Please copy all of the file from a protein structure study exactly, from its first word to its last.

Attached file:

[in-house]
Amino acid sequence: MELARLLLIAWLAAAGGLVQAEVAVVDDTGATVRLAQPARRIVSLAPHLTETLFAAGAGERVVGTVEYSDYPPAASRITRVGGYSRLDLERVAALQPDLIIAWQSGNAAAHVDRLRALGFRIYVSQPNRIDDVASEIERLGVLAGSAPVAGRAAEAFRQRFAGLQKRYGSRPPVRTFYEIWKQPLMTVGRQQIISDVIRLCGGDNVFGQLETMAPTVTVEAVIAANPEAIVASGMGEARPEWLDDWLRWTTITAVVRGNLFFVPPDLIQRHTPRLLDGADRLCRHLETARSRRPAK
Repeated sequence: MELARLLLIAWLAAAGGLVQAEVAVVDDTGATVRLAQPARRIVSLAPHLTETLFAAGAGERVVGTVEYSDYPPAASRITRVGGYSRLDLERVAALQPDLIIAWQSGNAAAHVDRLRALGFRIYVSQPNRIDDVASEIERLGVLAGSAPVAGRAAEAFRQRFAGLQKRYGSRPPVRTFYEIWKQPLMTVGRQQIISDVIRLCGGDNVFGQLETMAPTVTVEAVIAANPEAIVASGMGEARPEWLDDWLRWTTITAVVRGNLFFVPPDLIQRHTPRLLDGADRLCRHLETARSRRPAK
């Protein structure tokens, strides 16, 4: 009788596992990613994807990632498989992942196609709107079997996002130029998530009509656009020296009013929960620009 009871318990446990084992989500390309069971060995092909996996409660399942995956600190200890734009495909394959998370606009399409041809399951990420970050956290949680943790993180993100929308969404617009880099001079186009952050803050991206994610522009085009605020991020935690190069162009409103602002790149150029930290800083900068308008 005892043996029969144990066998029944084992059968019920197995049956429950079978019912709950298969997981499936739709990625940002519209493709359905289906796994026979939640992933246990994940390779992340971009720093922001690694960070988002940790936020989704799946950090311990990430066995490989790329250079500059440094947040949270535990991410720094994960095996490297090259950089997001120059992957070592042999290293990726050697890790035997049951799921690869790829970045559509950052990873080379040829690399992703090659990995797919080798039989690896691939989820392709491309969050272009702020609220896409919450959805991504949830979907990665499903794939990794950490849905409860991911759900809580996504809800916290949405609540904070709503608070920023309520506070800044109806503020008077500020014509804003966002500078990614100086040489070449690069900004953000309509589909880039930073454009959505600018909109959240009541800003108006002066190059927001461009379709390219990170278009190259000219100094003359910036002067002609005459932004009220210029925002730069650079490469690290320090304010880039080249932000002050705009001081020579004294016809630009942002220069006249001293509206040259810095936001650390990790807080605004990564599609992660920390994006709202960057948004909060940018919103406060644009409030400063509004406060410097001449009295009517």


[in-house]
Amino acid sequence: MELARLLLIAWLAAAGGLVQAEVAVVDDTGATVRLAQPARRIVSLAPHLTETLFAAGAGERVVGTVEYSDYPPAASRITRVGGYSRLDLERVAALQPDLIIAWQSGNAAAHVDRLRALGFRIYVSQPNRIDDVASEIERLGVLAGSAPVAGRAAEAFRQRFAGLQKRYGSRPPVRTFYEIWKQPLMTVGRQQIISDVIRLCGGDNVFGQLETMAPTVTVEAVIAANPEAIVASGMGEARPEWLDDWLRWTTITAVVRGNLFFVPPDLIQRHTPRLLDGADRLCRHLETARSRRPAK
Repeated sequence: MELARLLLIAWLAAAGGLVQAEVAVVDDTGATVRLAQPARRIVSLAPHLTETLFAAGAGERVVGTVEYSDYPPAASRITRVGGYSRLDLERVAALQPDLIIAWQSGNAAAHVDRLRALGFRIYVSQPNRIDDVASEIERLGVLAGSAPVAGRAAEAFRQRFAGLQKRYGSRPPVRTFYEIWKQPLMTVGRQQIISDVIRLCGGDNVFGQLETMAPTVTVEAVIAANPEAIVASGMGEARPEWLDDWLRWTTITAVVRGNLFFVPPDLIQRHTPRLLDGADRLCRHLETARSRRPAK
């Protein structure tokens, strides 16, 4: 009788596992990613994807990632498989992942196609709107079997996002130029998530009509656009020296009013929960620009 009871318990446990084992989500390309069971060995092909996996409660399942995956600190200890734009495909394959998370606009399409041809399951990420970050956290949680943790993180993100929308969404617009880099001079186009952050803050991206994610522009085009605020991020935690190069162009409103602002790149150029930290800083900068308008 005892043996029969144990066998029944084992059968019920197995049956429950079978019912709950298969997981499936739709990625940002519209493709359905289906796994026979939640992933246990994940390779992340971009720093922001690694960070988002940790936020989704799946950090311990990430066995490989790329250079500059440094947040949270535990991410720094994960095996490297090259950089997001120059992957070592042999290293990726050697890790035997049951799921690869790829970045559509950052990873080379040829690399992703090659990995797919080798039989690896691939989820392709491309969050272009702020609220896409919450959805991504949830979907990665499903794939990794950490849905409860991911759900809580996504809800916290949405609540904070709503608070920023309520506070800044109806503020008077500020014509804003966002500078990614100086040489070449690069900004953000309509589909880039930073454009959505600018909109959240009541800003108006002066190059927001461009379709390219990170278009190259000219100094003359910036002067002609005459932004009220210029925002730069650079490469690290320090304010880039080249932000002050705009001081020579004294016809630009942002220069006249001293509206040259810095936001650390990790807080605004990564599609992660920390994006709202960057948004909060940018919103406060644009409030400063509004406060410097001449009295009517």